The heavier footed guys on O line like Foster are better suited to block between the tackles and its not so much "blasting open holes", but rather they get to a shoulder and seal their opposing defender to create a seam the RB can run thru. Steelers have always sprinkled in some inside zone plays where the linemen briefly double team the down lineman and then one of the lineman, slides off to block the LB. They also ran some outside zone where the whole line takes a lateral step and then tries to get to an edge of a defender and its on the RB to read the seam and run thru it.

    IMO, the current Steelers O line uses a variety of run schemes. Some power man, some zone. But where the 2000's teams had 2 guards(Faneca and Simmons) strong enough to run power and athletic enough to pull left or right. The current line uses G-C in Decastro and Pouncey to pull either way if they run pulls or counters. I just don't think many places are going to break down statistically the run success in , Inside Zone, Outside Zone, Man blocking, Counter plays, Pulling lead plays, etc to determine proficiency in each type of play.
    All of that sounds exactly right. Be fascinating to see the breakdown you propose. Maybe I'll win coach for a day contest some time. Then I'll ask them.

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    Senior Member Array title="El-Gonzo Jackson has a reputation beyond repute"> El-Gonzo Jackson's Avatar

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    Re: Analytics show Steelers’ offensive line might not be as impressive as you think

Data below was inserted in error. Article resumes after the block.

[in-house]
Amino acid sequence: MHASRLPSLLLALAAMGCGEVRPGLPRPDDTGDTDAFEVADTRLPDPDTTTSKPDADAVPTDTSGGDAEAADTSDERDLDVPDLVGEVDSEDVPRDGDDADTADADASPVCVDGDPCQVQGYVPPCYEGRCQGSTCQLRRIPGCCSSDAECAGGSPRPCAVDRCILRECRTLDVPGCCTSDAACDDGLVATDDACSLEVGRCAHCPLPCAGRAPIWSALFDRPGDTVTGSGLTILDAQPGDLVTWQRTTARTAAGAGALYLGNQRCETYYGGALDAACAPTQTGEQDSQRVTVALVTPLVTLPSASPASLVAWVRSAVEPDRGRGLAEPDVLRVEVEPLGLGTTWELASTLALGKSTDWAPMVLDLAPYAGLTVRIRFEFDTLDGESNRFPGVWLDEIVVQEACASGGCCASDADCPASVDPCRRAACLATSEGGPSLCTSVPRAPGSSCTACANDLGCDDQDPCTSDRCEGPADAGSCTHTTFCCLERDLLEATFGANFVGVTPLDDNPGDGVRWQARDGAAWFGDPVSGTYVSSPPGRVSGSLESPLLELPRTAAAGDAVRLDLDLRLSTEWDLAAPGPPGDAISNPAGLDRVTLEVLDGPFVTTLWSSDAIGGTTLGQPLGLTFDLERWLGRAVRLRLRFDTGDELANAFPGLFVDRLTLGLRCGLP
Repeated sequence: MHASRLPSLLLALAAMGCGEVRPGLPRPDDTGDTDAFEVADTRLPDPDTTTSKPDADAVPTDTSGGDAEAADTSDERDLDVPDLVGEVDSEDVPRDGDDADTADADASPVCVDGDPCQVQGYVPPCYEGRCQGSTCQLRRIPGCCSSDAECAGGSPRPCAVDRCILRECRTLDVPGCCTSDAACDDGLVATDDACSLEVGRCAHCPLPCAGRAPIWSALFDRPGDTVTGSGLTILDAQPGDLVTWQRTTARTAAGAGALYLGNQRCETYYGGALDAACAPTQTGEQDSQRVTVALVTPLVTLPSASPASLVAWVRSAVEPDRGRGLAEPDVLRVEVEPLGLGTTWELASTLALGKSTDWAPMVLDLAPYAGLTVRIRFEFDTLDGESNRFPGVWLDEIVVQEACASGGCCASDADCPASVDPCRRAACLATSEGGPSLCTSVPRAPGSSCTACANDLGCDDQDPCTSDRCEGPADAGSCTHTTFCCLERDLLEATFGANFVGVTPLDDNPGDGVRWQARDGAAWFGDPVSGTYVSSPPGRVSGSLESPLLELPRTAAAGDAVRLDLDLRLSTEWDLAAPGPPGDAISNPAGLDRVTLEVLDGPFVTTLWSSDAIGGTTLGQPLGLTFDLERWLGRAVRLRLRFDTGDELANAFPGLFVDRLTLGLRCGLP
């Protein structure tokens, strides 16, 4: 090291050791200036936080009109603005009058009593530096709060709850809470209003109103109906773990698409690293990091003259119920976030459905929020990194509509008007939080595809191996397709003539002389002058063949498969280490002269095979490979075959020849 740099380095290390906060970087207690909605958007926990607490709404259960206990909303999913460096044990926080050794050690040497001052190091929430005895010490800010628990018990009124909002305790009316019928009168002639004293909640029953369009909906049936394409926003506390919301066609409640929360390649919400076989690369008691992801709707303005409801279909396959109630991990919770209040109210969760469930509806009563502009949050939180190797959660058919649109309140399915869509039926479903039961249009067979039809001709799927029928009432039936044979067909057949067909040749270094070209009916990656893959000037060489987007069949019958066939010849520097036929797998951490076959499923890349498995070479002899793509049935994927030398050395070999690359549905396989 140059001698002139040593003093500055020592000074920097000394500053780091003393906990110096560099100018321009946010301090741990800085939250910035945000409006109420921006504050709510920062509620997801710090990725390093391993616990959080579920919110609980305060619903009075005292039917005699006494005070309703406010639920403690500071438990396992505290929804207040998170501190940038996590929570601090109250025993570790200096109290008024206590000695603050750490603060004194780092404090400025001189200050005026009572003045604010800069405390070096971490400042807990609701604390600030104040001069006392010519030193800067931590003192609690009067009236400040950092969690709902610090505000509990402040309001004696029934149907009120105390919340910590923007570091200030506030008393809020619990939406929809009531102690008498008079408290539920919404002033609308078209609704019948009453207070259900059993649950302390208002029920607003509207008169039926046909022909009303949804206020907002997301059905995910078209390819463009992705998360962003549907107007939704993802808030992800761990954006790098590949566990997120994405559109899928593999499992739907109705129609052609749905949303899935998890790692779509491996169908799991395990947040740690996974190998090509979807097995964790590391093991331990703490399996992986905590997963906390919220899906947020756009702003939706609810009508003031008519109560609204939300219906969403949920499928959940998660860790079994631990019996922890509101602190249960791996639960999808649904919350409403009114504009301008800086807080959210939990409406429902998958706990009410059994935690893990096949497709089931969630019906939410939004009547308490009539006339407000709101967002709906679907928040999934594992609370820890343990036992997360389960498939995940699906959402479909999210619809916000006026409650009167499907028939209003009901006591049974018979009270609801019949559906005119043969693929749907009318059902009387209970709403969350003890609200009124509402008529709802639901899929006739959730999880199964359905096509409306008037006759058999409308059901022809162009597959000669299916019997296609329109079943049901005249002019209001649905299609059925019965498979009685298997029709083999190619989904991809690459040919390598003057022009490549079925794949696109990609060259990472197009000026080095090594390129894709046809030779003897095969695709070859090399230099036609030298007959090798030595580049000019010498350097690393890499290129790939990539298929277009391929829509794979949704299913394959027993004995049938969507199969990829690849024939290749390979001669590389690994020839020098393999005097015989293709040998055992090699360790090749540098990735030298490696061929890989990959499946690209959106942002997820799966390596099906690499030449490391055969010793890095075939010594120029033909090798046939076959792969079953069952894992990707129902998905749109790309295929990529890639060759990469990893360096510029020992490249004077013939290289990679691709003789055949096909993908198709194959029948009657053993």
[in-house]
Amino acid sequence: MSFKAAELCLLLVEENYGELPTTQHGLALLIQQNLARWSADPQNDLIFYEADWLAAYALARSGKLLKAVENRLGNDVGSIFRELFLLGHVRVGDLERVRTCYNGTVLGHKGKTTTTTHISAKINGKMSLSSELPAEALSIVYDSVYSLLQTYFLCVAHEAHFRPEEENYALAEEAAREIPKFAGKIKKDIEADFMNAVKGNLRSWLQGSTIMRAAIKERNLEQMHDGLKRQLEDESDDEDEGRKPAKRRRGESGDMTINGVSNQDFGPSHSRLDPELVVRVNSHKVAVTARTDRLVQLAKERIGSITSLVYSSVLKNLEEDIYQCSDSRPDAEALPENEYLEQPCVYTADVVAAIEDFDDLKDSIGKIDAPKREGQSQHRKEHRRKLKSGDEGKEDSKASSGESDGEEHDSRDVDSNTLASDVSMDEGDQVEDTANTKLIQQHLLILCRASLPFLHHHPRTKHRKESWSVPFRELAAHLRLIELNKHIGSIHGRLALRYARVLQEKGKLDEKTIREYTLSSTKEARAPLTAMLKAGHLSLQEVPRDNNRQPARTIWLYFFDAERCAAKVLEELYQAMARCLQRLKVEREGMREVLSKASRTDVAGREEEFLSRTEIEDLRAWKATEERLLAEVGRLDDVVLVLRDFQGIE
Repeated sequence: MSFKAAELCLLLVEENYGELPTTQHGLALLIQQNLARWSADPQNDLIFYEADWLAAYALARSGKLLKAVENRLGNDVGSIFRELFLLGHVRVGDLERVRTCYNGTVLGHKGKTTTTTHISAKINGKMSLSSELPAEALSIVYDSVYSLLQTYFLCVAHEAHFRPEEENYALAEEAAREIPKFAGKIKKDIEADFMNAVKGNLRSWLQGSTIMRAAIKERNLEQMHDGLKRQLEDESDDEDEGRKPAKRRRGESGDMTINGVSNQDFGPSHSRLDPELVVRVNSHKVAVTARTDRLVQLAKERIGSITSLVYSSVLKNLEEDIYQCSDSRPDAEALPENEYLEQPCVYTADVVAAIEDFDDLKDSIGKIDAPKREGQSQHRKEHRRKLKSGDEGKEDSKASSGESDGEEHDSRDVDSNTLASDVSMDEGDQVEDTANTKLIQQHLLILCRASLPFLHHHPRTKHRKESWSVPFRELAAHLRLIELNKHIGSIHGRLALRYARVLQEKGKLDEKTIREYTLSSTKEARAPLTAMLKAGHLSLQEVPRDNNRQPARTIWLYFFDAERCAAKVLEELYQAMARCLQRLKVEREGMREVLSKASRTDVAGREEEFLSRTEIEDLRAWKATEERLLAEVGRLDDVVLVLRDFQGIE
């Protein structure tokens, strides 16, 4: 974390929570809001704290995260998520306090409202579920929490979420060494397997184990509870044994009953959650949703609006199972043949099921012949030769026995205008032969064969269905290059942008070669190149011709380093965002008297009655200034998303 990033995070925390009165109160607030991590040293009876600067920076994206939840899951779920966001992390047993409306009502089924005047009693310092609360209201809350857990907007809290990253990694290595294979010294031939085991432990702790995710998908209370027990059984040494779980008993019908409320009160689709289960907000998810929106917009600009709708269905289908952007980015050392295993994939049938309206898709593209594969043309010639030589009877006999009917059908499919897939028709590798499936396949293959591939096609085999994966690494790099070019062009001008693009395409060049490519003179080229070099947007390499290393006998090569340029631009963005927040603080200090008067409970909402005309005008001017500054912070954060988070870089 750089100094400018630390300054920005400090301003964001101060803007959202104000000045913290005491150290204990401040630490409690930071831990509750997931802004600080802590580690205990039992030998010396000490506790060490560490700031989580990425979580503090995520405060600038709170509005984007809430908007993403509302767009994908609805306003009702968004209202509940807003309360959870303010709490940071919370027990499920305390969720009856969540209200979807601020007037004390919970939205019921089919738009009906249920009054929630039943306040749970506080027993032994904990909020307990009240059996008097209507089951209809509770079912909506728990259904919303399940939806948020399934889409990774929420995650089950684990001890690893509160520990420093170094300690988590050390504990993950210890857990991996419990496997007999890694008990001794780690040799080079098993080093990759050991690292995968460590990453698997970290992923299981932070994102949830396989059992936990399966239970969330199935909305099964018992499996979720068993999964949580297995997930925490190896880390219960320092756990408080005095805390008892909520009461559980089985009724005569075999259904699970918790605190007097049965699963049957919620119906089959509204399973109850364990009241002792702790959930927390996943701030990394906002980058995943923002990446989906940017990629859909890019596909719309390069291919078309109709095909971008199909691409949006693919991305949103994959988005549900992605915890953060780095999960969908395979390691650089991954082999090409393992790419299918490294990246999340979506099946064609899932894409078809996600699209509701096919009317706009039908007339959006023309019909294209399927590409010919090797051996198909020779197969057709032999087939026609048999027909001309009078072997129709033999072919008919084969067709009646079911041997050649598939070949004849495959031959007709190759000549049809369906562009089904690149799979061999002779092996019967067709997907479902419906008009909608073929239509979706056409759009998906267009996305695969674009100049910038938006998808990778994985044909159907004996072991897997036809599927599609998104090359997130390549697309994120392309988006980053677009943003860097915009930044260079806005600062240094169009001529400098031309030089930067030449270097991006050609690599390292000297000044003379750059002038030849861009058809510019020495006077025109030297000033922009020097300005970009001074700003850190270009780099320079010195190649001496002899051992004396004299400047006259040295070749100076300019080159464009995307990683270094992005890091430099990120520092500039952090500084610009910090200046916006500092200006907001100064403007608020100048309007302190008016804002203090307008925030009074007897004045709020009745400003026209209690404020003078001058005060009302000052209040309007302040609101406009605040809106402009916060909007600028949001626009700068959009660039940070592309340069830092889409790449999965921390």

Quote Originally Posted by Mojouw View Post
    All of that sounds exactly right. Be fascinating to see the breakdown you propose. Maybe I'll win coach for a day contest some time. Then I'll ask them.
    That would be cool. Then you could come up with some kind of algorithm for deciding maybe who should or shouldn't be on the field for certain plays, but that might require dressing 7 O linemen on gameday.

    I honestly look at the evolution of O linemen as similar to that of the game of basketball and the concept of "positionless players". Just like the 7 foot center that can only post up has gone away, I don't think we see the Flozell Adams RT as much any more, or the undersized athletic LT like Jordan Gross. Current O linemen are valued if they can be athletic enough to block in zone concepts and pass protect, yet strong enough to get the tough yards inside on short yardage and anchor against a bull rush. I see Foster and Feiler as those guys that aren't really athletic enough to be excellent at pulling in space, but have footwork well enough to block in outside zone concepts, or double and get 2nd level on inside zone plays. Kind of how Al Horford is big enough to guard the big guys and does an adequate job limiting quicker guards in pick and roll switches.

    Feiler did the job he was asked and when you don't have a RT that can stay with quicker pass rushers, you either help him or give the QB routes with 3-step drops, rather than 5 or 7 step. So if advanced stats show that Feiler didn't win the 1 on 1 battles, yet Ben got the ball out before the rush could get to him for it to be recorded as a "pressure" or "hit"....that isn't some kind of statistical indication of the O line and their ability to pass protect, IMO. Its coaching staff knowing the limitation of the UDFA backup RT and gameplanning/playcalling to minimize the weakness.

    To me, stuff like this is more chess than its calculus.

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    Re: Analytics show Steelers’ offensive line might not be as impressive as you think

    Quote Originally Posted by El-Gonzo Jackson View Post
    That would be cool. Then you could come up with some kind of algorithm for deciding maybe who should or shouldn't be on the field for certain plays, but that might require dressing 7 O linemen on gameday.